“The Large Hadron Collider (LHC) is situated 100 meters below ground at CERN and is considered the biggest single machine on the planet. It is also the location of one of the most important scientific achievements of this century, the Higgs boson.“
Only one week to go until the March 2018 BIM AK Event! Make sure you are registered!
(Thursday 1st March, 5.30-8.00pm).
This months event will be focused on Procurement, BIM, and how we can foster more collaborative working arrangements, and will feature an industry panel discussion, with participants from design, construction, project management, and client organisations - we will be actively encouraging audience participation and look forward to some lively debate.
Attendance is FREE, drinks and food will be provided but pre-event registration is essential. All attendees are required to register prior to the day of the event via the registration link below.
Whether you’re a BIM Manager, Architect, Engineer, Contractor, Facility Manager, Manufacturer, Project Manager or anyone else wanting to learn and share information about BIM, BIM AK events plan to have something for everyone.
The NZ Autodesk reseller community is a small world. It, strangely, just got both smaller and bigger as the combined businesses make for a powerful sizeable all NZ owned team. I’ve been a (personal) customer of Salesoft for many years, but the CADPRO folks have always been welcoming.
In fact I was there last week for the inaugural Fusion 360 meetup. The meeting, and pizza, was great so I’ll forgive CADPRO M.D. Hans for not giving me a scoop on this huge news… : )
Get Ready for REAL 2016 by taking a look back at last year’s ground breaking summit. The inaugural year of REAL was an amazing exploration of the convergence of 3d sensing, making & visualization. Relive and experience leading designers, artists, entrepreneurs & educators discussing the latest innovations in this 3D revolution.
When a model mixes with reality the results are stunning!
There’s more info on the Hololens hardware — the first fully untethered, see-through ‘holographic’ computer that will arrive with Windows 10 — in the video below:
“Windows 10 is the first platform to support holographic computing with APIs that enable gaze, gesture, voice, and environmental understanding on an untethered device. Microsoft HoloLens, together with Windows 10, will bring high‑definition holograms to life in your world”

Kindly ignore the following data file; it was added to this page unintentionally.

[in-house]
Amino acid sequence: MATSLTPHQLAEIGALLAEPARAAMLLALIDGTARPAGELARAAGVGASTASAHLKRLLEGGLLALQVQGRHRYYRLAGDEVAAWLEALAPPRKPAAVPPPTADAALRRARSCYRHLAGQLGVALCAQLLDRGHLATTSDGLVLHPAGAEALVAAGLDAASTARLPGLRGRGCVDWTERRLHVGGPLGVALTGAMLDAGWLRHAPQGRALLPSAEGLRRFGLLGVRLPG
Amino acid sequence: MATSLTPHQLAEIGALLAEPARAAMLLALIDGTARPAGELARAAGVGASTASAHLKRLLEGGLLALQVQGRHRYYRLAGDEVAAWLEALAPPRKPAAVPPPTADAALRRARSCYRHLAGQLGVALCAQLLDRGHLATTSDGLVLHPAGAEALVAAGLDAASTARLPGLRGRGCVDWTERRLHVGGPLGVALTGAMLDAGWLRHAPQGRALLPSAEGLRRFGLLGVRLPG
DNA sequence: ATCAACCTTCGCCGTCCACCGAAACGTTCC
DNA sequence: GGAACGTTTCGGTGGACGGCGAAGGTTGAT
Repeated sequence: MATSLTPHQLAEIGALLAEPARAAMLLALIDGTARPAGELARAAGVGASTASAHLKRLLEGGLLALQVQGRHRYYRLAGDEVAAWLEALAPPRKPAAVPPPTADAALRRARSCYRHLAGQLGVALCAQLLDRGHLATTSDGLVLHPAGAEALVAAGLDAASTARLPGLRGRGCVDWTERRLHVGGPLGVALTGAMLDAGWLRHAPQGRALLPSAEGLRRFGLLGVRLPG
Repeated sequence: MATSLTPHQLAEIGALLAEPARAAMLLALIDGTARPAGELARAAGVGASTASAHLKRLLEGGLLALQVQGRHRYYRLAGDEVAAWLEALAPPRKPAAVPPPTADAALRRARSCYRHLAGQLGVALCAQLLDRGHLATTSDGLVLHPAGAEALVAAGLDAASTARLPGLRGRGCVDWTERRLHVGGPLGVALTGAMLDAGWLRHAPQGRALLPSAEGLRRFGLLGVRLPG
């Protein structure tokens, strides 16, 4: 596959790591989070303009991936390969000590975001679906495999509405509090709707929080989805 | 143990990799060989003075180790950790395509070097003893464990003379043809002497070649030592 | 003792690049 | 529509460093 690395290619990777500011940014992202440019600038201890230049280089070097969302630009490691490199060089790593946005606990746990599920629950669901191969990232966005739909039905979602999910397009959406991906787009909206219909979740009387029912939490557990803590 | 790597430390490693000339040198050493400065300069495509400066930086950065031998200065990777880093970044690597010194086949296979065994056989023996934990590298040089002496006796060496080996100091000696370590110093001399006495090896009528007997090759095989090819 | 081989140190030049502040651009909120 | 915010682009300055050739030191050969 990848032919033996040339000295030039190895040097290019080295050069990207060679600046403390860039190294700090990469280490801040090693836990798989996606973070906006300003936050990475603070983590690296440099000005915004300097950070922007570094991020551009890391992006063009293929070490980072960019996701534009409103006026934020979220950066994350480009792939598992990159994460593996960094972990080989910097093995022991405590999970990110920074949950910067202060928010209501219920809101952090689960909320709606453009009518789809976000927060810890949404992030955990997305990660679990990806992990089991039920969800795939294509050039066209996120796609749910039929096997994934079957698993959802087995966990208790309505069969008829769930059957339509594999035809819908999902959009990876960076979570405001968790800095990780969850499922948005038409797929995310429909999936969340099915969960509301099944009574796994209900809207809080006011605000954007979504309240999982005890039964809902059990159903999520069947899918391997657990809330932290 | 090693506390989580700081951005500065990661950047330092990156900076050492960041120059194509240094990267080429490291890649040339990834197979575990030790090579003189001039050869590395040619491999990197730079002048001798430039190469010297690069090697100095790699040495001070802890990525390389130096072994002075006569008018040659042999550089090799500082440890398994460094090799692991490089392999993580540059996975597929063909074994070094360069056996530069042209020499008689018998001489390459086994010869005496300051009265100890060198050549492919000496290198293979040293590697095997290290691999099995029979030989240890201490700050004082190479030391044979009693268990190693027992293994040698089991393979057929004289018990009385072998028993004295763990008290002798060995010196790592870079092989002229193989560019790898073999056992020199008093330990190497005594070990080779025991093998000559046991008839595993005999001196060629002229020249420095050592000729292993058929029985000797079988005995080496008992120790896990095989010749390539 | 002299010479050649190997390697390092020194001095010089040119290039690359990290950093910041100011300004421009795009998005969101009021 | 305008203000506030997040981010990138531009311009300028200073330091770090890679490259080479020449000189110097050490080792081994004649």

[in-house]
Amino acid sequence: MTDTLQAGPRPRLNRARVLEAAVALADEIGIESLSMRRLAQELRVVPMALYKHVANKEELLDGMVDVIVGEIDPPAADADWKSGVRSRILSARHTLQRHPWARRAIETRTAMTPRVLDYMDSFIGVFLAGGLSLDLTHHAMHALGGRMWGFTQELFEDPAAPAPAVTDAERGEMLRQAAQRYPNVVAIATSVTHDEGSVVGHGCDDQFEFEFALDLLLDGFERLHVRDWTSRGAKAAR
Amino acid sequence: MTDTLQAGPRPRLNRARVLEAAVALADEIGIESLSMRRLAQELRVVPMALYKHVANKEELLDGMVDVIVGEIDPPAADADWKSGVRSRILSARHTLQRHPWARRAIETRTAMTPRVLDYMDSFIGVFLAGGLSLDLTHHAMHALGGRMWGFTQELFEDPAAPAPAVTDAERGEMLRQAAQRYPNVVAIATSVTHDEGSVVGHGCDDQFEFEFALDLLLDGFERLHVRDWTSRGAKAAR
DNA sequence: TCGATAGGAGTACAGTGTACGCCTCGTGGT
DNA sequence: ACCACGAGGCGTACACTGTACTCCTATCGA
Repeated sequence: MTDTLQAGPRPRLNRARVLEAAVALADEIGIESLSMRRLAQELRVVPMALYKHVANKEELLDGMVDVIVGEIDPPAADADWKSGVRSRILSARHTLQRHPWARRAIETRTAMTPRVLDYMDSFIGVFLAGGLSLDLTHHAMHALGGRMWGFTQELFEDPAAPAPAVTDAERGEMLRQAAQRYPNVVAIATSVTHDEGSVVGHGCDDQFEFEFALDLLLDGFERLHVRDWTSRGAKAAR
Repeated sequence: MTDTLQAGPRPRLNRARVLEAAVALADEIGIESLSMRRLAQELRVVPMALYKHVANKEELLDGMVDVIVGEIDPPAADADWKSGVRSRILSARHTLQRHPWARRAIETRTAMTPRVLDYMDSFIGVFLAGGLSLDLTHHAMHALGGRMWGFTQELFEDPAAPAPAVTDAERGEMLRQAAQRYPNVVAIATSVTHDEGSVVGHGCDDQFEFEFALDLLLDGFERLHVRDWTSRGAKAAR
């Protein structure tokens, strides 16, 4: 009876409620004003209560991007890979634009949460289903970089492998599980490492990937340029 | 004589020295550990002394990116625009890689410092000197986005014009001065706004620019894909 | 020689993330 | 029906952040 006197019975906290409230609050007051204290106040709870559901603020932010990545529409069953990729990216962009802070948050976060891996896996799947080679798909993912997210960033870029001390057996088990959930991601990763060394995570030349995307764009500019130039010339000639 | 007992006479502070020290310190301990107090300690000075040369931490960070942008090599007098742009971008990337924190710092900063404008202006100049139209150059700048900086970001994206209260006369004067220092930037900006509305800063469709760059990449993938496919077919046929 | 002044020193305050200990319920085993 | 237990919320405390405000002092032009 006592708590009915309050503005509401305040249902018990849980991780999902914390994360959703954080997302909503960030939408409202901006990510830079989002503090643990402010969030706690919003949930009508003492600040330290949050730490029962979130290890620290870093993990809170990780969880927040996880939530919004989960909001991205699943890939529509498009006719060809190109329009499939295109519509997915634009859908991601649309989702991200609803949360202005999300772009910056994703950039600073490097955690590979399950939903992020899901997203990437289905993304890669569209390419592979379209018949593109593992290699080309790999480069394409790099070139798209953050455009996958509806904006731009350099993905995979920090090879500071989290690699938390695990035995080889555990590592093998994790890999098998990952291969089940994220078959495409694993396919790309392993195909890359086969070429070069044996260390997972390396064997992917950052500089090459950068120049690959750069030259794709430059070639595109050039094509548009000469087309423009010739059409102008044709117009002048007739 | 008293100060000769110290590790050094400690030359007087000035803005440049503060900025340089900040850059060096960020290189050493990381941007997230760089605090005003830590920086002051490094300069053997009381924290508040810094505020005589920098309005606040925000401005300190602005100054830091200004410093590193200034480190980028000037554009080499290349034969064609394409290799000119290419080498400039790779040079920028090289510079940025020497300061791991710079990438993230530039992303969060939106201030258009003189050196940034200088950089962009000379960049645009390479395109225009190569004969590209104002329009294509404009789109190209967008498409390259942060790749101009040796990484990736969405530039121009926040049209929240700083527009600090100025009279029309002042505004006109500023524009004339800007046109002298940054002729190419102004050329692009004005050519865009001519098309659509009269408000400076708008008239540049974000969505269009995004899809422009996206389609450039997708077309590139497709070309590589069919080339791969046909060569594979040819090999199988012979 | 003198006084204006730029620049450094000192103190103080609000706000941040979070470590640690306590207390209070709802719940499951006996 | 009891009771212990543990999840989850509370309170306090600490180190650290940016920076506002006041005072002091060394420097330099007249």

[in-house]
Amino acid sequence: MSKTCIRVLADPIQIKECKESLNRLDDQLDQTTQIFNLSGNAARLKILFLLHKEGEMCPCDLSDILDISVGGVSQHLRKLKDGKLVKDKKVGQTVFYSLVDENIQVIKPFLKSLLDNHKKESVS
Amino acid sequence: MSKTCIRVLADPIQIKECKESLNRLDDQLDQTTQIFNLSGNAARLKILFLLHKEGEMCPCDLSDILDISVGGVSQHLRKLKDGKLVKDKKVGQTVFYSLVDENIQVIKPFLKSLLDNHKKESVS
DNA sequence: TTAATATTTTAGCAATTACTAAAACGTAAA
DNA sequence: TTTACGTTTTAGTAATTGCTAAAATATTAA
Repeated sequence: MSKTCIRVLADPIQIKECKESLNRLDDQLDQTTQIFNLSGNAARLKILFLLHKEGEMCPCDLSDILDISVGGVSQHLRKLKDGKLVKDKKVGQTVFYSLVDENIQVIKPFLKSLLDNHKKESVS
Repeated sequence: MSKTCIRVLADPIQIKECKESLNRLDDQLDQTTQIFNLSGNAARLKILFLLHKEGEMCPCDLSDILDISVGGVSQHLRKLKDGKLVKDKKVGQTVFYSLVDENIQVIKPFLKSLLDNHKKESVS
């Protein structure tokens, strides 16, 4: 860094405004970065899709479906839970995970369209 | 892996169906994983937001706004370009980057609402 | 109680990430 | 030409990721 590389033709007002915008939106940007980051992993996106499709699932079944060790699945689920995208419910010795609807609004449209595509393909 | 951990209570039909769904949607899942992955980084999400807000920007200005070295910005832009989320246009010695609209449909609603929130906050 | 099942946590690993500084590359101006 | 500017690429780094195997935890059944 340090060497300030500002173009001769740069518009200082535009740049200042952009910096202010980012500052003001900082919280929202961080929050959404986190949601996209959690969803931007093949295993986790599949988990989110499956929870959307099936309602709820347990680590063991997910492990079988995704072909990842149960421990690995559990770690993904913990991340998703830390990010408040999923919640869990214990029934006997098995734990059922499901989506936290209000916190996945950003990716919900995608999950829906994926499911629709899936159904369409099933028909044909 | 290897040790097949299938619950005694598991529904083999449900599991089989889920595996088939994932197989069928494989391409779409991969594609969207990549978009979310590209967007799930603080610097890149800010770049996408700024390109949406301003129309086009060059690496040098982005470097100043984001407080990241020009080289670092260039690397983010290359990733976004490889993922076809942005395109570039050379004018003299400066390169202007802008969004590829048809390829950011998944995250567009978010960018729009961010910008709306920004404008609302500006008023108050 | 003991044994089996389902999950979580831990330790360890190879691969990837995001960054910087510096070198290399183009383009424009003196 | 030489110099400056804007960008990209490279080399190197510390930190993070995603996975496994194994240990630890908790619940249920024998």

It isn’t unusual to look forward to a long weekend but Easter 2015 will be particularly memorable for me. Last Thursday was my last day working for The Warehouse Limited (TWL) after seventeen, would have been eighteen in July, years. Tomorrow, the first day of a new adventure.
Leaving The Warehouse, more than a job
TWL was well established when I joined in 1997 but had, still has, a ‘big small company’ feel. They’d not long been in the new Store Support Office. It was extended twice over the years I worked there, most recently the 4 story addition seen below. It was by far the largest organisation I’d worked for and one with a unique culture fostered by the founder, Sir Stephen Tindall.
Over the years my role — although similar — shifted between Property, Store Development, Operations and Retail Environment as the company evolved. There were lots of projects built, some which never happened and a few still to be realised. In part that is why I didn’t write about specific work but TWL were always supportive of the blog and the opportunities it created.
I saw a lot of change with people coming, going, and quite often coming back! One constant through all the change was working with a great group of people. It wasn’t an easy decision to move on but a unique opportunity was the motivation.
Although dismal eyesight ended my childhood ambition to be a Pilot I’ve always had an interest in aviation. Thus, a role focused on GIS & BIM — for design and operation — immersed in that world was rather appealing.
Although it will be a big change I’m looking forward to this new adventure. Flight plan filed, ready for take-off!
A place to think, dream, tinker and play with ideas that could change the world. Imagine it packed with all the design and manufacturing technology you could desire. Imagine the ultimate location for your ‘shop’: harbour side in centre of a beautiful city, a short walk from a bustling commuter hub and market with restaurants, cafés and gourmet fresh food & produce.
You just imagined Pier 9
Part of the AutoCAD Blogger Day was a tour of Pier 9. A short walk from Autodesk’s 1 Market Street office, past the Ferry Building Marketplace, you find a converted waterfront cargo pier. These sheds, once the domain of ships and cargo trading, now house offices for lawyers (this is the U.S.A. after all), Architects and Autodesk’s innovation hub: The Pier 9 Workshop
A place to explore
Pier 9 is a place for Autodesk employees and artists, designers to explore the limits of design software and manufacturing technology. Autodesk support this by offering small stipend, software, hardware and an impressive workspace through the Artists in Residence Program. As we wandered through the various workshops the it was fascinating to see a wide variety of disciplines and industries working side by side.
A place to build
The simplest way to explain the scope of Pier 9 is as we experienced it, a tour. From the reception, with meeting rooms overlooking the harbour, you move through a variety of open plan office spaces. There is typical designers clutter of computers, sketches and (not so typical) desktop printers churning out prototype models!
From there we went into the first workshop. The CNC Machine Shop has industrial spec CNC 5 axis machining centres, lathes, routers and milling machines.
Add to that a 10’ x 5’ (say 3000 x 1500mm in real measurements) water jet cutter that can blast through 8” (150mm) of material. I watched it, somewhat mesmerised, cutting organic shape components but never thought to ask what they were going to be!